The Uganda Virus Research Institute (UVRI) has been certified to perform yellow fever regional reference lab functions in the Arbovirology department that supports yellow fever diagnostic surveillance. This makes UVRI the only certified Yellow fever reference laboratory in Eastern Africa and the second in the African Region, the other being Institut Pasteur Dakar (IPD) in Senegal.
With this approval, UVRI will implement WHO Regional Reference Laboratory (RRL) functions including; providing yellow fever confirmatory testing for suspected outbreaks; and providing quality control support for national laboratories of Burundi, Eritrea, Ethiopia, Kenya, South Sudan, Tanzania and Zambia.
UVRI will also support surveillance activities, train, build capacity and avail qualified staff to carry out timely tests and manage the RRL. Additionally, upon request from WHO, UVRI will make and administer proficiency testing panels for chosen national laboratories in other countries.
The certification followed an assessment done in May 2017, by the World Health Organization (WHO) and the United States Centers for Disease Prevention and Control (CDC USA).
According to the Director of UVRI, Dr Potiano Kaleebu the designation of UVRI as a regional reference lab to support yellow fever diagnostic surveillance provides opportunities for training personnel from other countries to set up national laboratories in their countries.
“We have trained lab specialists from Nigeria and Angola and we will continue to train more to build capacity to establish national laboratories’, he said.
He further pointed out that UVRI has the technical and human resource capacity to investigate and confirm yellow fever cases, Chikungunya, Zika Virus, Influenza and other zoonotic diseases.
The capacity of UVRI to provide quick surveillance diagnosis during disease outbreak responses, especially for Viral Hemorrhagic Fevers and other zoonotic diseases, is another area worth noting. “All the samples of alert or suspected cases of Zoonotic diseases and hemorrhagic fevers are taken to UVRI for confirmatory tests and this speeds up the reception of results that inform key decisions”, said Dr Yonas Tegegn Woldemariam, the WHO Representative in Uganda.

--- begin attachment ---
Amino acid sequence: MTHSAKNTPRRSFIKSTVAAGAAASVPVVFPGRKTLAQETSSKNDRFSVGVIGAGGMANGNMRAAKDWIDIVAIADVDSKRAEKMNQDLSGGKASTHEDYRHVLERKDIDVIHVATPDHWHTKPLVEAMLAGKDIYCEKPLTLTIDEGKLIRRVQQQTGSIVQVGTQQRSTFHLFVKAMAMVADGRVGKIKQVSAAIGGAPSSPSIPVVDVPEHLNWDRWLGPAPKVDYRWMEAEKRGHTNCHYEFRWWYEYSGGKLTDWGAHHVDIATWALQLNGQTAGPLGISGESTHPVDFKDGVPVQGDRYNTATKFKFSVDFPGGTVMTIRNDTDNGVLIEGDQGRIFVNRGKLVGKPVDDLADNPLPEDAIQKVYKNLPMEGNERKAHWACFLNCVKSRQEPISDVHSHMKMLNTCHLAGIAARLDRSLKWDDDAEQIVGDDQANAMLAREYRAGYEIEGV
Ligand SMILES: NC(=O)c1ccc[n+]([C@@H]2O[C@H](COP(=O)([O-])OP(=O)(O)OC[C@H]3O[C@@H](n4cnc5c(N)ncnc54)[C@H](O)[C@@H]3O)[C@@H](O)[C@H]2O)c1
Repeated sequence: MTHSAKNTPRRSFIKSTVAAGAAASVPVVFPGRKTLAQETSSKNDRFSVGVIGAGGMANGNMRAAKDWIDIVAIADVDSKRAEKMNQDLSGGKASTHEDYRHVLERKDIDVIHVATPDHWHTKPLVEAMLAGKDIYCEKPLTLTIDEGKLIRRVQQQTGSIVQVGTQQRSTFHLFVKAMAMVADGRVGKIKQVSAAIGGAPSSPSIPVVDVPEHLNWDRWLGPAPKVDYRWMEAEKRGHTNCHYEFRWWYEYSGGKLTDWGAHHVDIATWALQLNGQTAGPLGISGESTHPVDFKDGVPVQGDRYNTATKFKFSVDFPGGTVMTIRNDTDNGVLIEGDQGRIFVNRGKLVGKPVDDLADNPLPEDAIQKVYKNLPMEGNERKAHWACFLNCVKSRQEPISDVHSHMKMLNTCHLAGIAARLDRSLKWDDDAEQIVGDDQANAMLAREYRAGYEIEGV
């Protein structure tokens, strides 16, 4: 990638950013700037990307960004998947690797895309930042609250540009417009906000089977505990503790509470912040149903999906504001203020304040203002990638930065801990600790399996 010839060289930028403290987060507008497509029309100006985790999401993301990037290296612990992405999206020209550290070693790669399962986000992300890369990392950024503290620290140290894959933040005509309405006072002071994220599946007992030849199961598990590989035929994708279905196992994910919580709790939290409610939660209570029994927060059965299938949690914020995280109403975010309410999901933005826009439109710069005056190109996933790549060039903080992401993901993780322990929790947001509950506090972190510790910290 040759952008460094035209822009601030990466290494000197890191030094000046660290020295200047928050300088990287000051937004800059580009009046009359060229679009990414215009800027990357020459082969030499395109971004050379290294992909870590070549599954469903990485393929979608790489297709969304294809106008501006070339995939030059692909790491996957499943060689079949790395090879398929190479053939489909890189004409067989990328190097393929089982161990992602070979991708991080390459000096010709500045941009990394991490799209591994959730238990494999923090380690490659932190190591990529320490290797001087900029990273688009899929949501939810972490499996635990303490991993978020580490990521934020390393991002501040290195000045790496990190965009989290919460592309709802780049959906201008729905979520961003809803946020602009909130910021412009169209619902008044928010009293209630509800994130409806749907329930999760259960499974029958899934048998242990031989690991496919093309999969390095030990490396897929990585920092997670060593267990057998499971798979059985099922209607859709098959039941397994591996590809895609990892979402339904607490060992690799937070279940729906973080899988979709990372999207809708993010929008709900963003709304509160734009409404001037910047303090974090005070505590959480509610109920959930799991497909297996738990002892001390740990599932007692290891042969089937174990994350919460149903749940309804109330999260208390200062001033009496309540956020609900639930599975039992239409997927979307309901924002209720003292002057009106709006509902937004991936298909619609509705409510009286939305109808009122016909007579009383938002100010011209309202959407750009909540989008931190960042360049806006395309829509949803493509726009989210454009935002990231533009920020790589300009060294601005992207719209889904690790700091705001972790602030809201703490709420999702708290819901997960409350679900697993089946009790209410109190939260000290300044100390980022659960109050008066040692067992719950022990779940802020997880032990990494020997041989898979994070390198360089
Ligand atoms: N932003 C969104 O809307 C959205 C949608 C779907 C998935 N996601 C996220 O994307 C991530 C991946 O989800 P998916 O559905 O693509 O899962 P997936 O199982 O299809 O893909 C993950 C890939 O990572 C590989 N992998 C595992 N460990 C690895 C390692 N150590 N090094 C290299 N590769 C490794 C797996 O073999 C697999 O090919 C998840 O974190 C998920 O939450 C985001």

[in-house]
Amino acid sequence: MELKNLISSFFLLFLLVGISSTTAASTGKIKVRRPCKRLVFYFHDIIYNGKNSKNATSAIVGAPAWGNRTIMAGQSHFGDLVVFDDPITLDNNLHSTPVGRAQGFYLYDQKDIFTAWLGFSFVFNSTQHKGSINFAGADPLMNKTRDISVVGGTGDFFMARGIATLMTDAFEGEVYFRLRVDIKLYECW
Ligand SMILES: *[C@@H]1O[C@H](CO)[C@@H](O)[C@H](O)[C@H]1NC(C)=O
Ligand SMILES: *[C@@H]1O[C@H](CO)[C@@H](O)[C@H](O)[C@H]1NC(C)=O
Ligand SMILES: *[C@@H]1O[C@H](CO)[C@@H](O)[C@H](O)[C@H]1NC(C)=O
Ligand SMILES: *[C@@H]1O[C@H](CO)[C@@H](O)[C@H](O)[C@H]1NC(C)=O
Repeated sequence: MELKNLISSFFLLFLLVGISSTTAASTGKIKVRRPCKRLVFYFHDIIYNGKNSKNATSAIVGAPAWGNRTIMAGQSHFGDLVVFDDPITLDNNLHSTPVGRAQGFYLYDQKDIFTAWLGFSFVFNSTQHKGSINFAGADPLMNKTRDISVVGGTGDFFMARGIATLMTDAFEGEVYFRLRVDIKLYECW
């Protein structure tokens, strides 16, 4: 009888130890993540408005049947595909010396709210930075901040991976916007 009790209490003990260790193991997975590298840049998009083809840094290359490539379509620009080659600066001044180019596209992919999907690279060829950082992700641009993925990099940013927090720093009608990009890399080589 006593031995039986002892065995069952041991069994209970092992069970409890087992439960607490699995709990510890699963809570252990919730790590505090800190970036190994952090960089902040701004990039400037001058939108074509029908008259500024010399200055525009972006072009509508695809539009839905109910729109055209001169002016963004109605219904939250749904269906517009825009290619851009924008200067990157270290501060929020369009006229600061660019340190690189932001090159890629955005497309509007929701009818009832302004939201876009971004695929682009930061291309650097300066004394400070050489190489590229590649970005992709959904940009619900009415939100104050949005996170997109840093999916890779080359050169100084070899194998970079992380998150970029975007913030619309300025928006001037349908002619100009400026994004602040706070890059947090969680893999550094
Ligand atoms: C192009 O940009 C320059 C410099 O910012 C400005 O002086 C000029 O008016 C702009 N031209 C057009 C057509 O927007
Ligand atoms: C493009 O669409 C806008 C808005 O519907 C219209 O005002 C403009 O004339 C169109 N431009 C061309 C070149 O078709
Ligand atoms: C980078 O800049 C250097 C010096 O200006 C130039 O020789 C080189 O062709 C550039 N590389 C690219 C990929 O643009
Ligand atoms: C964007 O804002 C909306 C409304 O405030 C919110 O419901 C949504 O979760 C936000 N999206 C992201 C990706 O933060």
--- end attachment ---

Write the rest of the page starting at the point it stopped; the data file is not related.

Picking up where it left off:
He further pointed out that, recognizing UVRI as one of the two (2) Yellow fever reference labs will help to address some of the previous challenges such as sample transportation to Institut Pasteur Dakar (IPD) or United States Centers for Disease Prevention and Control (CDC USA) for confirmatory testing.
Previously, there were challenges of sample transportation from Eastern Africa to West Africa or the USA and this was delaying turnaround time of results.
The Senior Principal Research Scientist in the Department of Arbovirology, Emerging and Re-Emerging Viral Infections at UVRI, Dr Julian Lutwama, also noted the beneficial value of UVRI not only to Uganda but to the entire African region.
He says, “Recognizing the laboratory as a standard regional center highlights the great work being done at the UVRI.” Labs at UVRI are both nationally and regionally recognized for the support they render, he notes.
UVRI was established in 1936 as a Yellow Fever research laboratory. Although there had been no confirmed Yellow Fever outbreak in East Africa, there were numerous outbreaks in West Africa. The establishment of UVRI was a precautionary measure in case the outbreaks crossed to East Africa.
In 1939, Uganda was hit by its first Yellow Fever outbreak. The already established UVRI was tasked with running investigative tests on collected Yellow Fever samples which would then be sent to Institut Pasteur Dakar, in Senegal, for confirmation.
In subsequent years, Uganda was hit by six (6) other Yellow Fever outbreaks, the last one being in 2016 where there were six (6) confirmed cases. Four (4) were in Masaka district, one (1) in Kalangala and another in Rukungiri district. The cases were tested and confirmed at the Uganda Virus Research Institute in Entebbe, Uganda.
Dr Pontiano Kaleebu says, “The prior establishment of UVRI came as a ‘blessing’. It was able to carry out investigative tests on collected samples and send them to Institut Pasteur Dakar for confirmatory testing.”
Since 1939, Uganda has had four (4) other Yellow fever outbreaks in 1940, 1959, 1964, 1972 and 2011. The 2011 outbreak in northern Uganda is by far the country’s largest with 13 confirmed cases.